The collective phase response to a macroscopic external perturbation of a population of interacting nonlinear elements exhibiting collective oscillations is formulated for the case of globally-coupled oscillators. The macroscopic phase sensitivity is derived from the microscopic phase sensitivity of the constituent oscillators by a two-step phase reduction. We apply this result to quantify the stability of the macroscopic common-noise induced synchronization of two uncoupled populations of oscillators undergoing coherent collective oscillations.
Numerical Results for the Blue Phases
G. P. Alexander; J. M. Yeomans
2009-06-04T23:59:59.000Z
We review recent numerical work investigating the equilibrium phase diagram, and the dynamics, of the cholesteric blue phases. In equilibrium numerical results confirm the predictions of the classic analytical theories, and extend them to incorporate different values of the elastic constants, or the effects of an applied electric field. There is a striking increase in the stability of blue phase I in systems where the cholesteric undergoes helical sense inversion, and the anomalous electrostriction observed in this phase is reproduced. Solving the equations of motion allows us to present results for the phase transition kinetics of blue phase I under dielectric or flexoelectric coupling to an applied electric field. We also present simulations of the blue phases in a flow field, showing how the disclination network acts to oppose the flow. The results are based on the Landau-de Gennes exapnsion of the liquid crystal free energy: that such a simple and elegant theory can predict such complex and subtle physical behaviour is remarkable.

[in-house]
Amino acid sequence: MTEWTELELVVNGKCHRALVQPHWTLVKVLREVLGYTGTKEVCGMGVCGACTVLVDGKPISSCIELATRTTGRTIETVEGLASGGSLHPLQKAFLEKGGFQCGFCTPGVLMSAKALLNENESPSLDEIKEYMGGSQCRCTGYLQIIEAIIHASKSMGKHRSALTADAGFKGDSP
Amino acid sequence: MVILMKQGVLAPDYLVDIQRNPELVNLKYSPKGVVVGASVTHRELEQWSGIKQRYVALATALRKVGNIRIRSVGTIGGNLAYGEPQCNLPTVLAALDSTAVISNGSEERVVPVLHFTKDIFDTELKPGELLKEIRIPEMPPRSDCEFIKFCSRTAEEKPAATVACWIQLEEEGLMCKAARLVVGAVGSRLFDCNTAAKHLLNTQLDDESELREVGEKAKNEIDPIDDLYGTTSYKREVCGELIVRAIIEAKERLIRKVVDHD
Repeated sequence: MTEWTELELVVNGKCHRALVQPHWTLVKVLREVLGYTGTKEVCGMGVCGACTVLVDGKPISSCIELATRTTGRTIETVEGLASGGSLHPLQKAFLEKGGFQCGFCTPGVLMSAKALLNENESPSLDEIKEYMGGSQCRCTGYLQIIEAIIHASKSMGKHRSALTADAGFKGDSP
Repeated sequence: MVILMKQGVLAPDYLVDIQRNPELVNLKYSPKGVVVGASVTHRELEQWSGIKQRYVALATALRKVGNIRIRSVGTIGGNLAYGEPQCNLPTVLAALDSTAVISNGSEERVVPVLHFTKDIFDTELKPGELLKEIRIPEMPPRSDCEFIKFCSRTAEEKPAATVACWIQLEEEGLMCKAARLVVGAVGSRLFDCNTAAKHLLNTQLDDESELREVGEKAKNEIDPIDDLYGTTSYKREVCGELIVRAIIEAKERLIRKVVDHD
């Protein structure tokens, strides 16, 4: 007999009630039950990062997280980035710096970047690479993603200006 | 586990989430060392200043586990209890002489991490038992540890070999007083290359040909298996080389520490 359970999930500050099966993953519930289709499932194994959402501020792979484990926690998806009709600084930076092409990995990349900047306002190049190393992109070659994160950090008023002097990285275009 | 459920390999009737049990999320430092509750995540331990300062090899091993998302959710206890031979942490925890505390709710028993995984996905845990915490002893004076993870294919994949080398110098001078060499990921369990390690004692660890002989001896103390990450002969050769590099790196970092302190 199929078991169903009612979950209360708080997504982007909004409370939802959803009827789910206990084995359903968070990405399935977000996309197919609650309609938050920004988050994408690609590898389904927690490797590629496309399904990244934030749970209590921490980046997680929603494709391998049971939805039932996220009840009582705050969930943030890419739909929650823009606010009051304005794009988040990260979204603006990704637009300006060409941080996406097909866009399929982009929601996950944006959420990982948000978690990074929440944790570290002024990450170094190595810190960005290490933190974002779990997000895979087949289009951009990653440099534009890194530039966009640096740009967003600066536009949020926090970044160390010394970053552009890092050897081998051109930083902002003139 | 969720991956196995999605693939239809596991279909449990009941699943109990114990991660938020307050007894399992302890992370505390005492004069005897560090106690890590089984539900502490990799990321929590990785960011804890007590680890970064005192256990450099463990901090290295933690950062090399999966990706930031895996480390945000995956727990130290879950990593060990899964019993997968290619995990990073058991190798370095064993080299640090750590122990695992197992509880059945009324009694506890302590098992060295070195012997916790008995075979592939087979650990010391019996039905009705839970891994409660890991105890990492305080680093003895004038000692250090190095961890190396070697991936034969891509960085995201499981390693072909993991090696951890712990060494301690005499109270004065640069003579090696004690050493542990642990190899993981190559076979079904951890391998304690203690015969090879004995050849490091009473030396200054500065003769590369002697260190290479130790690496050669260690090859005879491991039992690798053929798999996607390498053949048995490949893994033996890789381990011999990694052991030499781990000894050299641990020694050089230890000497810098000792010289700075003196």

Phase Synchronization between Two Superradiant Lasers
Joshua M. Weiner; Kevin C. Cox; Justin G. Bohnet; James K. Thompson
2015-03-22T23:59:59.000Z
We experimentally demonstrate synchronization between two distinct ensembles of cold atoms undergoing steady state superradiance within a single longitudinal and transverse mode of the same optical cavity. The synchronization process is studied first in terms of the time dynamics of re-synchronization when the phase alignment of the two oscillators is abruptly broken. We also observe the steady state behavior of the lasers as their relative frequency is continuously varied. This system has the potential to realize a non-equilibrium quantum phase transition and could inform future implementations of milliHertz linewidth lasers.
Neutrino Oscillations With Recently Measured Sterile-Active Neutrino Mixing Angle
Leonard S. Kisslinger
2014-10-10T23:59:59.000Z
This brief report is an extension of a prediction of neutrino oscillation with a sterile neutrino using parameters of the sterile neutrino mass and mixing angle recently extracted from experiment.
Joint anisotropy characterization and image formation in wide-angle synthetic aperture radar
Varshney, Kush R. (Kush Raj)
2006-01-01T23:59:59.000Z
Imagery formed from wide-angle synthetic aperture radar (SAR) measurements has fine cross-range resolution in principle. However, conventional SAR image formation techniques assume isotropic scattering, which is not valid ...
Acoustic And Elastic Reverse-Time Migration: Novel Angle-Domain Imaging Conditions And Applications
Yan, Rui
2013-01-01T23:59:59.000Z
imaging. For small angles, the PPP and PPS paths carry mosttraveling paths are labeled with two legs such as PPP-PSP.The left leg (PPP) is the downgoing path and the right leg (
Neutrino Oscillations With Recently Measured Sterile-Active Neutrino Mixing Angle
Kisslinger, Leonard S
2014-01-01T23:59:59.000Z
This brief report is an extension of a prediction of neutrino oscillation with a sterile neutrino using parameters of the sterile neutrino mass and mixing angle recently extracted from experiment.
Effect of catch-and-release angling on growth of largemouth bass, Micropterus salmoides
Wilde, Gene
- pterus salmoides Lace´ pe` de are reported. Because catch- and-release mortality is temperature dependent bass, Micropterus salmoides Lace´ pe` de. Angling mortality was 0.00 ± 0.092% for largemouth bass